Busted Halo
feature: religion & spirituality
September 17th, 2003

The Art of Becoming

Lessons for Teacher and Student at an NYC High School for Girls

 
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At a Catholic high school for girls in New York City, I have the amazing and demanding task of teaching 16 year old girls—who believe that they are sophisticated and much more worldly than I am—Catholic morality.

My students claim that peer pressure is not a factor in the decisions they make. Yet they all wear the same labels, listen to the same music, and buy into whatever Madison Avenue (located not far from my school) is selling teenagers that day. And they believe that their decision to have sex or to drink is completely their own.

And they definitely don’t understand that today they are choosing to be the person they will become in the future.

Who are you becoming?
So it is a challenge to teach the fundamental question of Catholic (or any) morality: “What kind of person are you becoming?”

It’s a question all of us answer as we make thousands of decisions everyday. Buying coffee at Starbucks. Choosing to date. The television shows we watch. The people we talk to. Buying J Lo or K-Mart. Whether we take the bus or the subway. The magazines we buy. The doughnut we eat or the carrots we munch on. Voting. Exercising. Hating. Yelling. Loving. Laughing. When taken together our actions create the kind of person we are becoming and will become.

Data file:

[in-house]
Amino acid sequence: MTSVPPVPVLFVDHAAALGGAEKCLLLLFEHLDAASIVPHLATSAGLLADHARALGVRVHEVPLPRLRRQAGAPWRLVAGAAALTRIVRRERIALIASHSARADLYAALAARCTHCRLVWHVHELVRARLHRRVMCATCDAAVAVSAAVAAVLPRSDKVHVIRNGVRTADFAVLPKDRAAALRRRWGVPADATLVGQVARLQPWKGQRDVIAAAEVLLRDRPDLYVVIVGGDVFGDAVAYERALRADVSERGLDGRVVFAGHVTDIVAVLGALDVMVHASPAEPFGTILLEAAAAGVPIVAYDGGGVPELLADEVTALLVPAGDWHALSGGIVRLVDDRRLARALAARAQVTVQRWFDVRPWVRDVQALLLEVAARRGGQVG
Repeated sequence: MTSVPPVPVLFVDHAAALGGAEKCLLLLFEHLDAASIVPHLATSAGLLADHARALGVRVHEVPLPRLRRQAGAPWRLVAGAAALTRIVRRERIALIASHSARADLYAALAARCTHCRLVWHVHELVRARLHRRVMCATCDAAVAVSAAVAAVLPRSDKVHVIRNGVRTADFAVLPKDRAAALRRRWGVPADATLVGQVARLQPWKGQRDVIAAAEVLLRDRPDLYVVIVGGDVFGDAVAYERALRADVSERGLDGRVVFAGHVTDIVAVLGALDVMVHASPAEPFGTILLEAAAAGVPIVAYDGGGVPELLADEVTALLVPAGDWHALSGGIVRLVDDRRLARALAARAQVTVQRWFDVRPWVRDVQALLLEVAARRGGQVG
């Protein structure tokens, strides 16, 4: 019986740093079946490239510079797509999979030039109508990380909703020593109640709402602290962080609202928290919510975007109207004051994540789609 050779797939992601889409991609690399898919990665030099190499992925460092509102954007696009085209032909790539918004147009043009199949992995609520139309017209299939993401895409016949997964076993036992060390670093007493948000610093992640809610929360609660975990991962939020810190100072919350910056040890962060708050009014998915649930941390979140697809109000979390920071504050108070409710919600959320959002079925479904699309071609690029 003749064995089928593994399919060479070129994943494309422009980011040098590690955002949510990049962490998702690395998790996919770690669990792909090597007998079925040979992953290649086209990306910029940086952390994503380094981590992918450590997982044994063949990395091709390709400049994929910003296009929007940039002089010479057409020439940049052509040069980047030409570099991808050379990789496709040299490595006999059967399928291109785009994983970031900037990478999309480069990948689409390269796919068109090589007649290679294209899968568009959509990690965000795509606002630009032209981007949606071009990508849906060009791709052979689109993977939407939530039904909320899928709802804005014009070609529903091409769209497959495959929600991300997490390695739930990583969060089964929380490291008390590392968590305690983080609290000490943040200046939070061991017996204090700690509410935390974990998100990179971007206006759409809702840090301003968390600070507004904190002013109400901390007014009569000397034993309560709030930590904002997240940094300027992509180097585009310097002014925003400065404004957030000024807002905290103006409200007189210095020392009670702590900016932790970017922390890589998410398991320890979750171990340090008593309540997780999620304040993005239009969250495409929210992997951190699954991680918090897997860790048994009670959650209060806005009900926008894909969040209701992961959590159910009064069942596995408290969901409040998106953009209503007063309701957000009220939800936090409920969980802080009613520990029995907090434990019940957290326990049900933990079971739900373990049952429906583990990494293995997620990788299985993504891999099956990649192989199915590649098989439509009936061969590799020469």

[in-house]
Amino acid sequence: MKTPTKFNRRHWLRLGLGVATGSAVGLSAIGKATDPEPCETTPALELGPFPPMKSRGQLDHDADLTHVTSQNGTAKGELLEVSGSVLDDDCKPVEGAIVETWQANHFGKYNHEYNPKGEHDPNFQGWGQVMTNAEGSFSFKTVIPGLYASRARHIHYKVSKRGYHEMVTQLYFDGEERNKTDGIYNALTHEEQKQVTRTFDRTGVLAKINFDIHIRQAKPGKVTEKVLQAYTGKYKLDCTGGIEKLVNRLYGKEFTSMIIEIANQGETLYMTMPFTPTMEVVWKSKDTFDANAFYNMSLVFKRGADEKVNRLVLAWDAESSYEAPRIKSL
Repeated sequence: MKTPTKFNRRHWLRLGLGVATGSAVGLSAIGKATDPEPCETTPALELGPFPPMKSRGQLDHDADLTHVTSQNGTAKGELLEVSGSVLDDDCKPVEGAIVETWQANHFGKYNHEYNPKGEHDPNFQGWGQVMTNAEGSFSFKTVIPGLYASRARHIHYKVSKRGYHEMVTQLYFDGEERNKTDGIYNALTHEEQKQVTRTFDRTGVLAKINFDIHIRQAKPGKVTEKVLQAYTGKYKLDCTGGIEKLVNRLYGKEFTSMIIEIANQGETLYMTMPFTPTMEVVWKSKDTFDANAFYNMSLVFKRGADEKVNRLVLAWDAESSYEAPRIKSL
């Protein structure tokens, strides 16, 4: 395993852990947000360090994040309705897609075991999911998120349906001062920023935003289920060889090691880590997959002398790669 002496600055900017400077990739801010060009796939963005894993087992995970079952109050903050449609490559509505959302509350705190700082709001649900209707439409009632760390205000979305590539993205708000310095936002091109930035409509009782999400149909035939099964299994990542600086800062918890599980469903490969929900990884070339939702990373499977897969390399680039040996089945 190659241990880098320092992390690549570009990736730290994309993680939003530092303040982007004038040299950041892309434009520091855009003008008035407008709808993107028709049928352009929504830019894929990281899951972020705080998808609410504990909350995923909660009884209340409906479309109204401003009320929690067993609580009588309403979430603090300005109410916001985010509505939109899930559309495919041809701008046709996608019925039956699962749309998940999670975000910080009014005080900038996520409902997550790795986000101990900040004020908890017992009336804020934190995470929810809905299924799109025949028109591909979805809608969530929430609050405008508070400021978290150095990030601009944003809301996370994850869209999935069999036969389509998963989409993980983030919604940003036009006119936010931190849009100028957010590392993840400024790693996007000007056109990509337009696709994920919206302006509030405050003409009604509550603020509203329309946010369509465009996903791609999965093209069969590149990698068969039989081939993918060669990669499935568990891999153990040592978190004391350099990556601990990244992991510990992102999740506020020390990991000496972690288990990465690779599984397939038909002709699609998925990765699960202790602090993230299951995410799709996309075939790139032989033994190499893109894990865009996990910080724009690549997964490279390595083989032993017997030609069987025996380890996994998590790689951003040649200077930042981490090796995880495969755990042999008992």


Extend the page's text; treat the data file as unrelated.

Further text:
I love teaching this course. Every year as I begin to introduce my students to the basics of Catholic morality I feel a bit envious of them. I wish I had a teacher or a class that helped me to begin to understand who I was becoming at sixteen.

More than ‘don’t’
Don’t get me wrong—I know many of the students just nod their head in class and regurgitate what I have said on the test to get the grade. But for some of them I see the light go on and they begin to get it .

It is a bit surprising to my students that Catholic morality is more than, “Don’t: 1) have sex, 2) get divorced, 3) use birth control, or 4) miss mass on Sunday.” It is about becoming the person we were created to be. It is about learning to live fully our humanity.

Fear and the good little girl
Growing up in a strict Catholic household led me to believe that God kept close attention to the sins I committed. It was not until I was in my late twenties that I began to discover that there was more to me then the good little girl I always had been. I had a profound experience that allowed me to truly believe that God loves me no matter what. I didn’t have to be the good little girl anymore. I needed and wanted to be me.

I have spent the last few years discovering through study, reflection, and therapy who I am becoming. In eleven years I will reach the age in which my father died of his first heart attack. I admit this frightens me.

Celia reports to the Pearly Gates
When I heard that the Latin salsa star Celia Cruz died, I envisioned God greeting her with the words, “You have done well, mi amor, now come and rest.”

I want God to say those words to me when I die. Yet sometimes I worry that depression or fear will keep me from truly becoming who I
was created to be.

And that is why I love teaching Catholic morality to my students. I love guiding them to discovering who they are meant to be. If just a few of my students leave high school knowing that God loves them for who they are and not what they wear… If they are aware that each decision they make brings them closer to knowing their full humanity… Well, I feel blessed and I know they are blessed.

And I begin to feel that I am coming closer to the person I am meant to be.

 
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The Author : Theresa Partheymuller
Theresa Partheymuller writes from the Bronx in New York City.
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